A week ago we discovered our new favorite Costa Rican beach. Playa Linda, which means lovely or pretty beach, more than lives up to it's name. It is a secret, hidden gem, with no signs and just a small dirt road entrance.
Driving down the quaint, bumpy beach road we remark over the manicured rows of palm trees upon palm trees, creating hundreds of perfect hammock spots and plenty of cool shade to lounge in.
Finding an ideal spot, we claim a section of palms and sand, and set up our beach camp for the day.
If anyone needs me, this is where I'll be…
The volcanic sand is packed and firm, the beach goes on for miles, without a single soul in sight. Perfect beach-walking conditions, our beach therapy awaits. Untouched and pristine, this piece of beach is majestic and breathtaking. It is easy to get lost, seconds slip into hours, and it becomes difficult to remember what year it is.
Time ceases to exist. No worries, no hurries, and no problems.
Shiny, white objects glow under the piercing sun, as they lay half buried in the sand. Little gifts from the ocean, deposited on shore for the first person who happens to come upon their brilliance. 10 whole sand dollars, my priceless beach loot for the day.
Shadows dance across the sand as I collect my last sand dollar, I turn toward the sky to admire a ribbon of pelicans strung above the palm trees, like Costa Rican Christmas lights.
After a soothing beach walk we lounge in our hammocks and admire a Tico man fishing for his dinner. If you want to fish in Costa Rica, all you need is a piece of fishing line and a spool. Fishing poles are overrated. Why complicate life?
(Fish for dinner, not compliments...)
Mesmerized by the vibrant blue sky and the whispy clouds, this is so much better than any movie on any flatscreen TV. Lounging on the deserted sand, under the shade of our sunbrella, the clouds dance across the sky and melt into the horizon.
We are full of gratitude for another unforgettable beach day of falling in love, happy coconuts, and only our footprints in the sand…
Waking up to bird songs and insect noises vibrating through the salty, humid air, we begin our day early with a strong pot of French-press coffee. My husband Andy and I sit on the porch of our rustic beach cabin in Puerto Viejo de Talamanca, on the Caribbean side of Costa Rica, as the rich caffeine kicks in. With our bird book, binoculars and steaming mugs, we greet the glorious day.
The toucans in the trees above us are as bright as the rainbow, with giant beaks and old souls. They fly into the trees in follow-the-leader fashion, one always shadowing another. Just far enough behind to observe, but not close enough to have to make small talk.
They respect each other’s boundaries, as all souls should. Their movements are slow and deliberate, calculated and sloth-like. Their dry croaking call vibrates into the energy of the atmosphere, followed by an eerie silence. One takes off, making room for the next, now replaced by its shadow, and life goes on...
As our mugs run dry and the toucans move on, we get dressed and head to the Farmer’s Market. Numerous stands, overflowing with organic fresh fruits and vegetables, coconuts biscuits and plantain chips, local gourmet chocolate and freshly baked goods, colorfully line the walls. The exotic smells and blinding colors assault our senses with pure delight.
The happy Tico farmers pick the best morsels, handing them to us with an appreciative smile. I appreciate them in return, in a way only a farmer’s daughter can. They have planted these seedlings months ago, nurturing and raising them up to be strong and good beings, then carefully plucking them at their exact moment of perfection. Sending them off to what they hope is a good home, in exchange for a few cents, so they can nourish another as they were nourished. Paying it forward to the circle of life. Rinse, eat and repeat.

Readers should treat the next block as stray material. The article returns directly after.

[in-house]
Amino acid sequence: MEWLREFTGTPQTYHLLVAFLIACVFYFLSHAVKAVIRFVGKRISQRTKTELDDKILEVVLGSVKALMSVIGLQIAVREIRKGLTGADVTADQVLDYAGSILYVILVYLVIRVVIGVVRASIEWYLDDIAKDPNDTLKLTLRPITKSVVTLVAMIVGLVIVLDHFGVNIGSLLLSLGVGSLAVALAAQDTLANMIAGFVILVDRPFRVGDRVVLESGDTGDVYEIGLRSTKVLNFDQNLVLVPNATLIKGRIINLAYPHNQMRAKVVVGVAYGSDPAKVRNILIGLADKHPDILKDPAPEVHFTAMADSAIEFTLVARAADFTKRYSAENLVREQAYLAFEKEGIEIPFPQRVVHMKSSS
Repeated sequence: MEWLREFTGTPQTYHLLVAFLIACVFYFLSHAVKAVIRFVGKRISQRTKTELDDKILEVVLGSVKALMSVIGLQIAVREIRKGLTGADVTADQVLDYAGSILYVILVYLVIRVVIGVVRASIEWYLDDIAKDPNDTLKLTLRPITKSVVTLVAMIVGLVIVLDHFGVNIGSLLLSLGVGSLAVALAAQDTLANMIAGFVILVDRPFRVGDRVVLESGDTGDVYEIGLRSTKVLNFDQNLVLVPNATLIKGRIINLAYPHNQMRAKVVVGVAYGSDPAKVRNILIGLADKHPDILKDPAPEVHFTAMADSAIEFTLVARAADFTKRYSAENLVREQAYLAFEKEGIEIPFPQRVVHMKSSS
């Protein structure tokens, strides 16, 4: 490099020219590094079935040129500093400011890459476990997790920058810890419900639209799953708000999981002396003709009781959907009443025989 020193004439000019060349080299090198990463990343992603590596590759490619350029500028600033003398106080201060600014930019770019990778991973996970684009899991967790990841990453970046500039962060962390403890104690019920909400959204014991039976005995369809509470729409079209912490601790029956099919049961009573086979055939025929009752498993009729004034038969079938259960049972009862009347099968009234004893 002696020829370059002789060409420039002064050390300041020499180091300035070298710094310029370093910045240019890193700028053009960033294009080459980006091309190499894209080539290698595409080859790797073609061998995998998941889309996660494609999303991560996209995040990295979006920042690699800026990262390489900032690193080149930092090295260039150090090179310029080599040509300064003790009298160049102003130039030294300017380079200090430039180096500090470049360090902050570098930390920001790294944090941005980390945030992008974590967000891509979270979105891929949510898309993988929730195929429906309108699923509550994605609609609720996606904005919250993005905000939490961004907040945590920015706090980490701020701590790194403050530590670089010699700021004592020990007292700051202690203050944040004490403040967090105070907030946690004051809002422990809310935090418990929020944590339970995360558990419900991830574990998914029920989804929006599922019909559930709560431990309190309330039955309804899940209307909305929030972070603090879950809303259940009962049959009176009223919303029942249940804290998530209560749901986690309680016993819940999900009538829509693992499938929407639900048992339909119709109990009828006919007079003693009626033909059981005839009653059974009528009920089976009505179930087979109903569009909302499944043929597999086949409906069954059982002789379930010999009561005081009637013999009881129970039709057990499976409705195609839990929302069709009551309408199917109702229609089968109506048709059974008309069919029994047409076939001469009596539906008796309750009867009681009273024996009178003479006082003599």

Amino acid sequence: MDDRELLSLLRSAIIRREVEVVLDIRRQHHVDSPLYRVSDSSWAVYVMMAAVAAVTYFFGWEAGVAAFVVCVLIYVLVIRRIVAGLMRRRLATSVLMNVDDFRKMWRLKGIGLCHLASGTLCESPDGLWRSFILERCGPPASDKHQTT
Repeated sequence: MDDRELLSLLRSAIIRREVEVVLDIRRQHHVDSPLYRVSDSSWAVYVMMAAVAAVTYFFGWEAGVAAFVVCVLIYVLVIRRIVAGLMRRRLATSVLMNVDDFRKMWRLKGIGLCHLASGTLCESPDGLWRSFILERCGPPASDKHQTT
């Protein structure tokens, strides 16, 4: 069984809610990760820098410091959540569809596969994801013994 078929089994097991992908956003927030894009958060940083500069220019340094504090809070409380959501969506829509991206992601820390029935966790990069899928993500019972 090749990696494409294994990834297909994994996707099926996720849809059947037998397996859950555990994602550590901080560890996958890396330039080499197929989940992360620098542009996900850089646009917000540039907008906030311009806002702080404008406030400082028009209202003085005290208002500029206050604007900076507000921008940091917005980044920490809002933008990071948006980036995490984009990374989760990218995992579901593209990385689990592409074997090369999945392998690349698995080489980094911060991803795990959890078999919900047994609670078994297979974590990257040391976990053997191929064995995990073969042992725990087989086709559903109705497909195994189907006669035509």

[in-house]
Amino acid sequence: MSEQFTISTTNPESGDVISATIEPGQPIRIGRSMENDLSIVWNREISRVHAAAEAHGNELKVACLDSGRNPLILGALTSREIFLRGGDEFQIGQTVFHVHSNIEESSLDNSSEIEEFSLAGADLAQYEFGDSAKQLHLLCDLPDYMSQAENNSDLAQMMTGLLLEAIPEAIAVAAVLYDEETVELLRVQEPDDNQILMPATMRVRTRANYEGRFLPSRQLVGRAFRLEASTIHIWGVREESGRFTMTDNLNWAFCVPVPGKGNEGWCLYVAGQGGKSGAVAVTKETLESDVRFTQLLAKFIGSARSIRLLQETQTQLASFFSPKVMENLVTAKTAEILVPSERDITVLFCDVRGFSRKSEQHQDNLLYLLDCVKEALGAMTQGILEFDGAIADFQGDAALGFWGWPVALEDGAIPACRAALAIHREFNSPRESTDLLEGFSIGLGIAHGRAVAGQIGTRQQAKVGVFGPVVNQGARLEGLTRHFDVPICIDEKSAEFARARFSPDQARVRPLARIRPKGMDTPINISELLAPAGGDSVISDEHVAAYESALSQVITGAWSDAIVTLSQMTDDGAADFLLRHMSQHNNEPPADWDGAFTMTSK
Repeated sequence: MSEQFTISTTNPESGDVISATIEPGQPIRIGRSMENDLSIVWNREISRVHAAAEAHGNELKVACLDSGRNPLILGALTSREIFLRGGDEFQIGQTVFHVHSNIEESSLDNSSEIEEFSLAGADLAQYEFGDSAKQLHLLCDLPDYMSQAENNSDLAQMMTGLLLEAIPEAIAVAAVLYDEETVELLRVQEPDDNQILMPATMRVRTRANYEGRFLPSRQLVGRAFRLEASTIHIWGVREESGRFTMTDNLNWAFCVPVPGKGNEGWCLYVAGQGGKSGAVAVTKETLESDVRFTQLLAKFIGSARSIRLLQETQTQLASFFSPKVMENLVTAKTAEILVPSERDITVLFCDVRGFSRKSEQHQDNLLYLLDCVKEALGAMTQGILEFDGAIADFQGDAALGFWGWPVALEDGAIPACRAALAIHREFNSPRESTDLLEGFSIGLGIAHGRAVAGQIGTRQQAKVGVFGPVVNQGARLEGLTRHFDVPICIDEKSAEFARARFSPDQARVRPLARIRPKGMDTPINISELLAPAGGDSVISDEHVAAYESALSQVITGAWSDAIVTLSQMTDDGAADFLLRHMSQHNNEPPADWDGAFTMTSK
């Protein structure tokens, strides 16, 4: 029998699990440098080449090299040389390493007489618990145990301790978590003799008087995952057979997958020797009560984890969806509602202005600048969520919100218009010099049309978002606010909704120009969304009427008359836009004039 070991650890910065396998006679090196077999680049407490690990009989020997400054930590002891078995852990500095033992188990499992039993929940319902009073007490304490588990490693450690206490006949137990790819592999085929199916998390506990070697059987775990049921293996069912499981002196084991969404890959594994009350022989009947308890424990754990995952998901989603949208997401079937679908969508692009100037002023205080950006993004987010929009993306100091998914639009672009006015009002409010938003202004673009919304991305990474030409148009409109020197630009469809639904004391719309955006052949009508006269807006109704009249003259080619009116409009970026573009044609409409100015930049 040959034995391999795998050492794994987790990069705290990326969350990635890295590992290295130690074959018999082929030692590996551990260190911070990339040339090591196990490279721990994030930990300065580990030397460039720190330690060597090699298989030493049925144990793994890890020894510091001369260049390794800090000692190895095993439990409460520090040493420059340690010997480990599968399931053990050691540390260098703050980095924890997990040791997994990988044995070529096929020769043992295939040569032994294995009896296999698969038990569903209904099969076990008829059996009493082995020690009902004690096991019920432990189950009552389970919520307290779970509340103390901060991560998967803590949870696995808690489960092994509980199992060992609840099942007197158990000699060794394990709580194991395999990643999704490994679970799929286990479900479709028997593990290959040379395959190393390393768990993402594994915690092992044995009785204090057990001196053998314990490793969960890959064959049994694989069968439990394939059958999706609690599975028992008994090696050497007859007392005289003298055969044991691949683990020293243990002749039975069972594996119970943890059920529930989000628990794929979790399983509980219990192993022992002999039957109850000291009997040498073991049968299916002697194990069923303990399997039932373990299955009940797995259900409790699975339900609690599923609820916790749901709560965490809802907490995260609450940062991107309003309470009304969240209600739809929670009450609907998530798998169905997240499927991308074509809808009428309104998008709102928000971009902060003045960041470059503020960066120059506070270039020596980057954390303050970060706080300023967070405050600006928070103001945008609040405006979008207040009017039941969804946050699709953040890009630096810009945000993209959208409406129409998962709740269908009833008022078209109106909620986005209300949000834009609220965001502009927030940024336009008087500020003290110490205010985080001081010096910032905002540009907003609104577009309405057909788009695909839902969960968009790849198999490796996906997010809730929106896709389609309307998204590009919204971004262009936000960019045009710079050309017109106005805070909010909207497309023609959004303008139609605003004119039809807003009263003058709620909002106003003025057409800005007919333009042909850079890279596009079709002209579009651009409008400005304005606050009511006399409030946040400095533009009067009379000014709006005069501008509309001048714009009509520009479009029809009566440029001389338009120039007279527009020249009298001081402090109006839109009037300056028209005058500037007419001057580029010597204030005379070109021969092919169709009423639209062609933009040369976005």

Heading home to unpack our overflowing shopping bags, we prepare for the afternoon and head to a surf competition taking place at the famous Salsa Brava wave break in downtown Puerto Viejo. Everyone in town, resident or visitor, lounges on the sand, waiting for the event to begin. We watch the surfers stretch along the beach, preparing their bodies for exertion, exchanging excited words of encouragement and fist bumps amongst each other.
A line of surfers begins to form, just beyond the break. They hurry up and wait, for the perfect delivery. Predicting the wave before it’s born, reading the ocean like a book one surfer paddles furiously to beat his co-workers. He drops into the sweet spot and sails toward shore, his hair trailing a moment behind him. The crowd cheers and laughs, cameras click, someone’s shrill whistle pierces the air. For him it’s just another day at the office, high on life.
After a long, magical day in the Caribbean sun, we have worked up an appetite, so we head over to a local gem called Stashu’s. A funky blend of Thai, Caribbean and Indian food, this infusion restaurant features a unique menu, bursting with flavor. The ambiance is eclectic, luxurious yet humble, and romantic.
The friendly owner, Stash, can be seen wandering among the tables, mingling with patrons and making friends. Every dish on the menu is beautiful, artistic and spectacular. We begin with a light, colorful salad served on a butterfly plate, with a homemade dressing. For appetizers we drool over the spicy red curry mussels as they melt in our mouths. Visions of the flavorful Tandoori coconut chicken that I enjoyed for my dinner will dance across my mind for eternity.
The food on the Caribbean side of Costa Rica truly is as colorful as the culture.
Puerto Viejo de Talamanca, Costa Rica is a laid-back surfing town. A town where no one is in a hurry, except to catch a wave. A town where your cool factor is determined by the size and curl of your hair and how many Hola’s you receive as you stroll the streets. It’s a town where everyone is all smiles and no worries. A town where Bob Marley rules and the only jerk is a chicken. A town where rasta colors dominate, reggae music fills the salty air, and lazy swirls of smoke line the beach.
When dreaming of an authentic Costa Rican beach vacation, Puerto Viejo is the picture your mind paints, and it is even better in person.
Pura Vida and Audios Bitchachos!
Kari Pinkerton Silcox
It would be a tragedy to die, having never really lived. Which is why my husband Andy and I quit our jobs, sold our house and decided to chase our dreams. We moved to Costa Rica without a plan, and this is the story of our adventure.